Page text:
Another decade has been ground down from stone to sand by time’s ceaseless waves. The old years have become the shore we newly walk on. Past days merge with the water of life as well, becoming its grit, its reflections, its flow into present and future. History integrates with the earth, rather than disappears, including integration into soul inside.
My path from 2010 to 2020 has been a strange labyrinth, both of my creation and far beyond control. Its richness and challenge have merged as much as tide and sand. The years have been vivid ones, as complex and beautiful as reflections on water. Often they have been as abstract and opaque as well, turning now to remnants of memory and grains unremembered.
One constant throughout that decade has been this path of celebration. It’s been ten years since I stood on the Molokai shores with Dewitt Jones, and accepted his invitation to contribute words and images of celebration. That opportunity has been one of the central, cherished aspects of my decade, for it has informed everything else I’ve done.
Celebration has merged with gratitude, across the course of countless images captured and released, words formed and spilled, feelings and actions from graceful to stumbling. I see celebration and gratitude in all the creative works that have emerged from my decade: three books, an endless river of lyrics, successful land conservation efforts, my contributions to others’ acts of service, my constant need to heal and grow.
Aspects of these celebration columns now center my next book, Grateful by Nature. They also center the related gratitude gatherings I’ve created for the past five years with an exceptional family of musicians, authors, poets, community service activists and more. Our gratitude family just completed an Oregon tour, and we look forward to bringing gratitude into the new decade, reaching far and wide.
Above all, celebration and gratitude inform where my primary focus has been at the close of the decade: being the primary caregiver for my 93-year-old mother. She and I have been extraordinarily fortunate to have sixty years together on this earth, with a closeness and peace few sons and mothers share. There is nothing more vital I can do than to ease her into rest with the same loving diligence she has tirelessly given me. Almost certainly, she will very soon be integrated into sand and shore. Her presence will be forever different, more diffuse and etherial, within the waters of time.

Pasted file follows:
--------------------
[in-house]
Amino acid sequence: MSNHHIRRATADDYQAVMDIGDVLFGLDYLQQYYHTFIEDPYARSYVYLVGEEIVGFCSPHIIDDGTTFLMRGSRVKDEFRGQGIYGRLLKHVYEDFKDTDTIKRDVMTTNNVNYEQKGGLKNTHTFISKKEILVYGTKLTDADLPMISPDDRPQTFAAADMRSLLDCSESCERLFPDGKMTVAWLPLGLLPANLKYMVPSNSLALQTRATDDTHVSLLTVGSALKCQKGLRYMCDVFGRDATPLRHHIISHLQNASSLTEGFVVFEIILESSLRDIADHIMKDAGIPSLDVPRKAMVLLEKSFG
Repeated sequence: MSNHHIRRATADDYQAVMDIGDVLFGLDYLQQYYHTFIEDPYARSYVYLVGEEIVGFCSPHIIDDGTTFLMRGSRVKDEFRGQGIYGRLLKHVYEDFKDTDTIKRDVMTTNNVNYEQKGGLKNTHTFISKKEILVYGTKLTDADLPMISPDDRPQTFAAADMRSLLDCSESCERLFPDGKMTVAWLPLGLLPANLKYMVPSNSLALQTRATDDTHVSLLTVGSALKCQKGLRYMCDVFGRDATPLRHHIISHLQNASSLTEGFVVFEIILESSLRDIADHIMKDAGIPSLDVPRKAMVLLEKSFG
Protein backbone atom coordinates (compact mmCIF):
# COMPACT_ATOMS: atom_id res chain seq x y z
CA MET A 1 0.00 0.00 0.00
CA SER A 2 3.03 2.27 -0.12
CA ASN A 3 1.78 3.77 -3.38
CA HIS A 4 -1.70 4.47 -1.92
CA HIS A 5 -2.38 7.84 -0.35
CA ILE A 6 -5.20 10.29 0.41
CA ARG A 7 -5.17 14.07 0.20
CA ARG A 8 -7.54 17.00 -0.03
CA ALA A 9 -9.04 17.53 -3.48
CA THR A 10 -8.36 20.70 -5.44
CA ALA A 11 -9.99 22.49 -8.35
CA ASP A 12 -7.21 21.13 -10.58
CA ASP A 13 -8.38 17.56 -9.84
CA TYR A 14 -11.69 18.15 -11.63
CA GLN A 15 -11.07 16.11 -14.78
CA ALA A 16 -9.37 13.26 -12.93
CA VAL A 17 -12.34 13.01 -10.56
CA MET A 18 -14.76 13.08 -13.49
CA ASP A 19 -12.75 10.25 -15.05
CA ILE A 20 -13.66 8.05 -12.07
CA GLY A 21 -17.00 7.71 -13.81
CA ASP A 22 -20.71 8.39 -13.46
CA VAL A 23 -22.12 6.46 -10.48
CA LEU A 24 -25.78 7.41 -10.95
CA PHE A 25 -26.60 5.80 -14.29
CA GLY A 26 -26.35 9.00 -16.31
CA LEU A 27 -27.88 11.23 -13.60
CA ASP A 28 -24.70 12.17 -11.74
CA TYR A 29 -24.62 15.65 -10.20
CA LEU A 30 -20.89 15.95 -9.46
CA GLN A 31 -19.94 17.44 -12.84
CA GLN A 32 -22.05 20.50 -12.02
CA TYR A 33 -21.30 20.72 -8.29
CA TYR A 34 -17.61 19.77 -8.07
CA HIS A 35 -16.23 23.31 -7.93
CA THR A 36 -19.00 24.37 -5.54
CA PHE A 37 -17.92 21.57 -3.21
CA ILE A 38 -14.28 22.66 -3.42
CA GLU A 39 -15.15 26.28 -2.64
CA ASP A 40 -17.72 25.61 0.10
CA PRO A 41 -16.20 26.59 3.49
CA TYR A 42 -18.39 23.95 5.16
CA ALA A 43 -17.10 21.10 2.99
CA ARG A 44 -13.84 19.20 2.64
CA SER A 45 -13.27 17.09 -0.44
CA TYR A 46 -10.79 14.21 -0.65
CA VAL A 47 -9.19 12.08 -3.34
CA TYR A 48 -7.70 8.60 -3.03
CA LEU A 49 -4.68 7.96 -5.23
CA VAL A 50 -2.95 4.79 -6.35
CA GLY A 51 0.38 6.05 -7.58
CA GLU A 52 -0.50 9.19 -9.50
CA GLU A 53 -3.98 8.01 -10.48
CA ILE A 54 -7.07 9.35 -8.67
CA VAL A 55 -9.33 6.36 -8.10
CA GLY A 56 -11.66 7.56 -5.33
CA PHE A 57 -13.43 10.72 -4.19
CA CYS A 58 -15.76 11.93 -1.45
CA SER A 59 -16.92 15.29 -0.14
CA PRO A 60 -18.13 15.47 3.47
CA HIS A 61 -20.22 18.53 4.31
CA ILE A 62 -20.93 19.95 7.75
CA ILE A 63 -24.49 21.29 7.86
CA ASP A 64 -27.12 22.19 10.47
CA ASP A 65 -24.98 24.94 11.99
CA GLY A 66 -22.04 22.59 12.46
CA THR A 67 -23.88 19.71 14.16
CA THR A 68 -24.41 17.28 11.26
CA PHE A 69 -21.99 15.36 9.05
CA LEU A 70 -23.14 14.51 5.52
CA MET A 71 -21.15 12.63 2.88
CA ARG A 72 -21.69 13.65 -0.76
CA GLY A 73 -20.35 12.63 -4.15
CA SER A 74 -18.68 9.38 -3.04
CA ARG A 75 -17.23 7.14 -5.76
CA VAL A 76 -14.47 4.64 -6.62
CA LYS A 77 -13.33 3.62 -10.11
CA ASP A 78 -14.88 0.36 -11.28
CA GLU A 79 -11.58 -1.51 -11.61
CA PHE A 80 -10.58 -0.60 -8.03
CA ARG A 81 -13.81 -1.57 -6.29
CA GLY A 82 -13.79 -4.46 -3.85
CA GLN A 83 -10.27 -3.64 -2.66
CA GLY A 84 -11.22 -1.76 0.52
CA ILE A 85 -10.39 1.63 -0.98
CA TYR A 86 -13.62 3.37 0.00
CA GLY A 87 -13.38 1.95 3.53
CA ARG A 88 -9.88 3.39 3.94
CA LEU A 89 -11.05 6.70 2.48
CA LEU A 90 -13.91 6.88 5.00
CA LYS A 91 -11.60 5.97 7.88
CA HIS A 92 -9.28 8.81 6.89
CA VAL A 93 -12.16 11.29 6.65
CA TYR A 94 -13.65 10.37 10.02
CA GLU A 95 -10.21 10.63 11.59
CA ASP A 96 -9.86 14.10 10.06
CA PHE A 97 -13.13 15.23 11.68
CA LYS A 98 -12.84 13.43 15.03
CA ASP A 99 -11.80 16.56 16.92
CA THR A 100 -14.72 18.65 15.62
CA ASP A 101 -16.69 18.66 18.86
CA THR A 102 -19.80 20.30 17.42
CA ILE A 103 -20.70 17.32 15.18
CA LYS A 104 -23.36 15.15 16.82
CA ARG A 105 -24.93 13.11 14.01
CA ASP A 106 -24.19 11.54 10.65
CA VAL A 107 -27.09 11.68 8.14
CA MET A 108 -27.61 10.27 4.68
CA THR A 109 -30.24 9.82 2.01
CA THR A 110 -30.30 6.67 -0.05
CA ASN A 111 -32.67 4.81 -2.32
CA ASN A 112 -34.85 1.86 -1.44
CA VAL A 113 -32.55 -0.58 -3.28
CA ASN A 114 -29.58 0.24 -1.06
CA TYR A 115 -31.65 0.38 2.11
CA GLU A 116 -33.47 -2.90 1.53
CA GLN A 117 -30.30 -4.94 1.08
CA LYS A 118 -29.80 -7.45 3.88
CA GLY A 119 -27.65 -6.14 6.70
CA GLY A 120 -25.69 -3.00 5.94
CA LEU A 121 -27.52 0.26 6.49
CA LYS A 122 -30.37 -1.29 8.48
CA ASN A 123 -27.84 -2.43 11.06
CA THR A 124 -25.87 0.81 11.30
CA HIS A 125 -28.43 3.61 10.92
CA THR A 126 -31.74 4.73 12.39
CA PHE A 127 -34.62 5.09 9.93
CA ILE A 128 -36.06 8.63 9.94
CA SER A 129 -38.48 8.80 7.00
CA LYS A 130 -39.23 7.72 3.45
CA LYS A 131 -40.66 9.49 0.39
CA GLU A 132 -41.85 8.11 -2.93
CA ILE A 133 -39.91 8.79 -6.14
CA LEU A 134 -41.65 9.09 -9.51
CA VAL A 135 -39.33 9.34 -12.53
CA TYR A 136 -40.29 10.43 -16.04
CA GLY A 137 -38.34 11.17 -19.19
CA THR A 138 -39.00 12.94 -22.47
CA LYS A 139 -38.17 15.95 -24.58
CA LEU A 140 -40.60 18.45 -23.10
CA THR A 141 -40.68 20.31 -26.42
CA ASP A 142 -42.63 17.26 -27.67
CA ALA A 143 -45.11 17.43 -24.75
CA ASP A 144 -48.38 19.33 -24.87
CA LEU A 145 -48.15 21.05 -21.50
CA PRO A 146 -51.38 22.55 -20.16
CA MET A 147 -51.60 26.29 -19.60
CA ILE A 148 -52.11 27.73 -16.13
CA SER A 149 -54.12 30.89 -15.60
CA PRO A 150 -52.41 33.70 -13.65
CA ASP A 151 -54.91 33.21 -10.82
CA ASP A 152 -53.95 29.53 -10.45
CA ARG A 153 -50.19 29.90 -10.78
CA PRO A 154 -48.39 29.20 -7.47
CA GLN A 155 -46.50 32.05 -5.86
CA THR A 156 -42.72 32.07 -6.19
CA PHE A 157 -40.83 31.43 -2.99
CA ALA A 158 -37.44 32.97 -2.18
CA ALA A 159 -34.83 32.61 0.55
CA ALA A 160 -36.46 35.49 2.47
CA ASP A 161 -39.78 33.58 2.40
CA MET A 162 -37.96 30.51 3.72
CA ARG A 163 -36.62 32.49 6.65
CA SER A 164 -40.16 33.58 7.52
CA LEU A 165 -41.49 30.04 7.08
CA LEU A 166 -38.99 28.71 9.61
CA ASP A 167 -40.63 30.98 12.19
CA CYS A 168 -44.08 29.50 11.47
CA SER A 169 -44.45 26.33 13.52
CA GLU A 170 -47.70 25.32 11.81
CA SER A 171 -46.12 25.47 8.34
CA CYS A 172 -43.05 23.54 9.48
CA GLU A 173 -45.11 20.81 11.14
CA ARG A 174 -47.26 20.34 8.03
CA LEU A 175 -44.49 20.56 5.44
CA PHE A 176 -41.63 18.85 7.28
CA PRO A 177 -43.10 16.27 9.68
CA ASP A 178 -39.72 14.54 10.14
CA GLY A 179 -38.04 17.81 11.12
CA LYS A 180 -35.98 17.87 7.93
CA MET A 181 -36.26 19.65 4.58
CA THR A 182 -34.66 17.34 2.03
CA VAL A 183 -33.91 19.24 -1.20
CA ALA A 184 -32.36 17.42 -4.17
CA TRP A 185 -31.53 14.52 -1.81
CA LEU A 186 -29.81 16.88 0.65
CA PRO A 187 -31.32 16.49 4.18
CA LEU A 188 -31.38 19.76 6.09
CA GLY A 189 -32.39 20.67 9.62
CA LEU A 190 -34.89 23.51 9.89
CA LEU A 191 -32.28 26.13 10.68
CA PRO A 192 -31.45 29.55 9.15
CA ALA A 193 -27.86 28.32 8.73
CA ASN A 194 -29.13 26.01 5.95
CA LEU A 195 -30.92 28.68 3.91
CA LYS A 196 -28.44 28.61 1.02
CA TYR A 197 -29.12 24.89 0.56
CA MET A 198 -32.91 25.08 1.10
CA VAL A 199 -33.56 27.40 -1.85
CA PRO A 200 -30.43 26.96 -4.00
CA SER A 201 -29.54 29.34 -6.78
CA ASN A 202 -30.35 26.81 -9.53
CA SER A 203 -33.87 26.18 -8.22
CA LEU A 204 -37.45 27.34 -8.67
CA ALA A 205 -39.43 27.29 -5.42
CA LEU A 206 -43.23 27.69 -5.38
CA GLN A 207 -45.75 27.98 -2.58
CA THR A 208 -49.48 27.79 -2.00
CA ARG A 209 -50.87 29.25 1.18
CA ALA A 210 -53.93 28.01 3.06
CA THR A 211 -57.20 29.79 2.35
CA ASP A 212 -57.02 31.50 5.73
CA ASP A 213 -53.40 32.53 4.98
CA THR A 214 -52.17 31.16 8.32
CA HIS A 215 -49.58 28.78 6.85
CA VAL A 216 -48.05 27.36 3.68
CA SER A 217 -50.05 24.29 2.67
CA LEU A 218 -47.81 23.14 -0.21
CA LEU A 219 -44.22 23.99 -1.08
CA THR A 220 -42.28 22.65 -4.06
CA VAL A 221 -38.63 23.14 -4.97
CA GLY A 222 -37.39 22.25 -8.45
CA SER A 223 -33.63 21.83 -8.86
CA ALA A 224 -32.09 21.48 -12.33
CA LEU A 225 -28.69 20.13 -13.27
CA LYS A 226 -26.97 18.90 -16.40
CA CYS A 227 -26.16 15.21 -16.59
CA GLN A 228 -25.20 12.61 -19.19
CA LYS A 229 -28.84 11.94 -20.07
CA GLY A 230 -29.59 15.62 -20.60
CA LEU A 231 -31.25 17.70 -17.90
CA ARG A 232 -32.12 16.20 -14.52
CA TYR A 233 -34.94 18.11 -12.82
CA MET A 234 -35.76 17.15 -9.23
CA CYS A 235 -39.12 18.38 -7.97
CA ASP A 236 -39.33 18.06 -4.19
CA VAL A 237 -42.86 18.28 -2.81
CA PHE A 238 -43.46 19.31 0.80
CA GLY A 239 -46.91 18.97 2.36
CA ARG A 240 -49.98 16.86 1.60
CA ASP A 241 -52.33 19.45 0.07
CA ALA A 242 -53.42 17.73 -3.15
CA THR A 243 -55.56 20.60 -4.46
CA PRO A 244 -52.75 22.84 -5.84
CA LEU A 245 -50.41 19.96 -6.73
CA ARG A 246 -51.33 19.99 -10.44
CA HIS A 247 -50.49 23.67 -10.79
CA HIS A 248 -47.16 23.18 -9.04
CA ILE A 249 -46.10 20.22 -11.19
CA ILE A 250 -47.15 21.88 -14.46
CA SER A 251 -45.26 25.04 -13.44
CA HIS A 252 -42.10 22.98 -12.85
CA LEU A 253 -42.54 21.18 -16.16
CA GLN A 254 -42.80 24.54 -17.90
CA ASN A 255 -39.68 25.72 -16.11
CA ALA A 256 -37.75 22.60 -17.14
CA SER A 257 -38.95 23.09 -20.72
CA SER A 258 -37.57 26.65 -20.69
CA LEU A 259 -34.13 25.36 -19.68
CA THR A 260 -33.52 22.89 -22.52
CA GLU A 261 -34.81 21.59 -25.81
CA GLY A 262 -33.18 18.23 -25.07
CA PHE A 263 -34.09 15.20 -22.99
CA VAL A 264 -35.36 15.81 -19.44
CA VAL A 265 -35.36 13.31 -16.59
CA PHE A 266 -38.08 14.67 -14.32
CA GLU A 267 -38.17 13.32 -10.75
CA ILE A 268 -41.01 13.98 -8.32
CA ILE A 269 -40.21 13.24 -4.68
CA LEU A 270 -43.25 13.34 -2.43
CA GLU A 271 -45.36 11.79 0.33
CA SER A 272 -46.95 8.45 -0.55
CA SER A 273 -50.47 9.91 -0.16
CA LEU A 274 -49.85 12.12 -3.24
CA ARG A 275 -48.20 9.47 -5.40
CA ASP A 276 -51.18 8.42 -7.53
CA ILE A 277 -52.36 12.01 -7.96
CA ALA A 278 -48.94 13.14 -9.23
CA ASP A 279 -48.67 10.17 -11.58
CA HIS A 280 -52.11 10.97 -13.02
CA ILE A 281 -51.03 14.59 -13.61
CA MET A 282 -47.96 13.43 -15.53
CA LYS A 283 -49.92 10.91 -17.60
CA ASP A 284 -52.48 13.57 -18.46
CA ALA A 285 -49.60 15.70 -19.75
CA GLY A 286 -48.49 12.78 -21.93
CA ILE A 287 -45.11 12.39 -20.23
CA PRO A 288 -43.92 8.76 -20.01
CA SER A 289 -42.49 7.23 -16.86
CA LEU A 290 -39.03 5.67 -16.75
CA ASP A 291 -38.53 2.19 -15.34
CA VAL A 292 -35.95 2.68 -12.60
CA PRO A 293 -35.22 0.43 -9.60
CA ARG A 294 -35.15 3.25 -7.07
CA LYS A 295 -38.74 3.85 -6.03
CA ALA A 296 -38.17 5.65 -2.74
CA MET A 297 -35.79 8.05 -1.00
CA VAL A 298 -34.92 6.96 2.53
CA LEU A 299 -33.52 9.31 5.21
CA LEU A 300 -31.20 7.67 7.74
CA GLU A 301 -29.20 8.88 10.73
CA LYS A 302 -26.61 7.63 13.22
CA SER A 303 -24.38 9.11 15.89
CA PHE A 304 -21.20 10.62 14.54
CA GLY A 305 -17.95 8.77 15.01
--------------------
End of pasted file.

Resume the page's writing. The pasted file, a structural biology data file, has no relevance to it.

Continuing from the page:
Within a wider sense of caregiving is where my 2020 visions clarify. To love and to create is no different with the earth than with caring for an aging parent. After all, it is that artful earth that has birthed and hosted us. It has defined us, nurtured us, given us the conditions in which we can bloom. The planet too is an aging parent, struggling now under the weight of burdens we’ve given her with our well-intentioned but careless ways.
In the past decade, the strife within society and climate has grown intense. It does not look any easier in 2020. Still, I’ve learned that gratitude and celebration become even more important within darkness and difficulty. They have become my response, my healing strategy through times of unspeakable pain. I have come to understand gratitude and celebration not as mere emotional responses to positive circumstance, but as committed actions within our relationship to life, regardless of momentary feeling. If my decade of gratitude and celebration have come down to one thought, one instruction for action, it is the utility of gratitude in turning wounds into gifts. Being grateful is like being a carpenter: the skills are only realized when you use them to build shelter for others.
Together, we will have much shelter to build with and for each other, in the wild times to come. We may build it through politics or marriage, employment or health care, friendship or simple kind words to strangers, or a thousand other ways—but build it we must.
I trust in the earth’s ability to take care of herself, in the end. We’ve already outlived so many predictions of apocalypse that my usual response to another one is to smile as it’s spoken, and lovingly file it next to all the other imagined wars, natural disasters, computer crashes, returns of punitive saviors, and other imaginative beliefs of imminent disaster. Some disasters have been, and will continue to be, very real. Yet nature goes on, and so do we, and so it will be again tomorrow. Another decade will begin, another decade from now. We can already mark it reliably upon our calendars.
Like many recently, I’ve been struck by the words of Chris Begley, an archaeologist and wilderness survival instructor who studies collapsed civilizations. His observation is that in times of collapse, the most vital skills are not such things as fire starting or the building of physical shelter; it’s the skill of building emotional shelter through empathy, generosity and courage. His studied belief is that kindness and fairness are the most basic human survival skills, evolved as essentials in cooperation. Survival is a collective effort, not an individual one.
In celebration and gratitude, I find that collective inspiration and energy to turn more wounds into gifts, to forgive and heal, to focus ever more on service for others across divisions and discord. Healing is in celebration of the positive within each of us, no matter our differences and faults. It’s in gratitude for the light within the darkness, for darkness is truly only another color of light. Seeing the day through the lens of celebration, as we do together here, can allow us to move beyond divisions of all forms, and return to those essential remembrances of our shared quest for love, peace and beauty.
In that 2020 vision, all my other visions for our new decade reside. May they integrate beautifully into sand, rivers and tide, as another decade becomes new ground under new feet.